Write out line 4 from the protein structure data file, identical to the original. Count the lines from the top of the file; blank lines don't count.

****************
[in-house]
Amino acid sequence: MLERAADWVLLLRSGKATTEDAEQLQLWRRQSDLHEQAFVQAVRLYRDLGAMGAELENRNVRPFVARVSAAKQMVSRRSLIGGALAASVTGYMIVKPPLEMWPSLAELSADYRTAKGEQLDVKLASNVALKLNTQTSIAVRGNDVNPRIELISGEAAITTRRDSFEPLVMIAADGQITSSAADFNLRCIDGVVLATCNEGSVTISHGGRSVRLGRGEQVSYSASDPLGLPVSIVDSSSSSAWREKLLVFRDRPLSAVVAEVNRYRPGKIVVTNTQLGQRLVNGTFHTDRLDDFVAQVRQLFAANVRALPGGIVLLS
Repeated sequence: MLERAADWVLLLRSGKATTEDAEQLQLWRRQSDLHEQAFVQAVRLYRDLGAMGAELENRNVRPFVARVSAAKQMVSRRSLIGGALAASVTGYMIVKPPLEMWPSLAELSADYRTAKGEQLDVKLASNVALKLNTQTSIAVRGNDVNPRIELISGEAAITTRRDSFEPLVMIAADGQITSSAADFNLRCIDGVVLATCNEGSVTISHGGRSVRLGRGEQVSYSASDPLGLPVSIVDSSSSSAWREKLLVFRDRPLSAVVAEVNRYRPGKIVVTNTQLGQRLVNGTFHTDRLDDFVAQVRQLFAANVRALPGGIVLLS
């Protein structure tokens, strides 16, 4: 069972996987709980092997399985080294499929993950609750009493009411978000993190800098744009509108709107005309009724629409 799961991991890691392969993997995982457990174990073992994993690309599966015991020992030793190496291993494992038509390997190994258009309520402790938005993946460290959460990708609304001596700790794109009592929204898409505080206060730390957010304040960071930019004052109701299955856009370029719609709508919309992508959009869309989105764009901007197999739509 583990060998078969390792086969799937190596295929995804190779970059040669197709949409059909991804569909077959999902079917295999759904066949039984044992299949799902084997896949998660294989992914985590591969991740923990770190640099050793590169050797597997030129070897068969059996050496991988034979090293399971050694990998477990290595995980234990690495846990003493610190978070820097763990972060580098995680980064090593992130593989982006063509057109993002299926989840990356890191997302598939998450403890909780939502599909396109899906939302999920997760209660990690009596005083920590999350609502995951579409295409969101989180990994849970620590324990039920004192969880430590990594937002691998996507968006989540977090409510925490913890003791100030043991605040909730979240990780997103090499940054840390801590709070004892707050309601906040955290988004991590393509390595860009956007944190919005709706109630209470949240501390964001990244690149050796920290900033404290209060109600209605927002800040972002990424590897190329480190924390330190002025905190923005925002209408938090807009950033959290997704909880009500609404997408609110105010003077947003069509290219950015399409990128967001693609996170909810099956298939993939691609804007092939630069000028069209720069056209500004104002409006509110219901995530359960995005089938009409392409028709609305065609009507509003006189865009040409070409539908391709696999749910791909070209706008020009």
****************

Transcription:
């Protein structure tokens, strides 16, 4: 069972996987709980092997399985080294499929993950609750009493009411978000993190800098744009509108709107005309009724629409 799961991991890691392969993997995982457990174990073992994993690309599966015991020992030793190496291993494992038509390997190994258009309520402790938005993946460290959460990708609304001596700790794109009592929204898409505080206060730390957010304040960071930019004052109701299955856009370029719609709508919309992508959009869309989105764009901007197999739509 583990060998078969390792086969799937190596295929995804190779970059040669197709949409059909991804569909077959999902079917295999759904066949039984044992299949799902084997896949998660294989992914985590591969991740923990770190640099050793590169050797597997030129070897068969059996050496991988034979090293399971050694990998477990290595995980234990690495846990003493610190978070820097763990972060580098995680980064090593992130593989982006063509057109993002299926989840990356890191997302598939998450403890909780939502599909396109899906939302999920997760209660990690009596005083920590999350609502995951579409295409969101989180990994849970620590324990039920004192969880430590990594937002691998996507968006989540977090409510925490913890003791100030043991605040909730979240990780997103090499940054840390801590709070004892707050309601906040955290988004991590393509390595860009956007944190919005709706109630209470949240501390964001990244690149050796920290900033404290209060109600209605927002800040972002990424590897190329480190924390330190002025905190923005925002209408938090807009950033959290997704909880009500609404997408609110105010003077947003069509290219950015399409990128967001693609996170909810099956298939993939691609804007092939630069000028069209720069056209500004104002409006509110219901995530359960995005089938009409392409028709609305065609009507509003006189865009040409070409539908391709696999749910791909070209706008020009």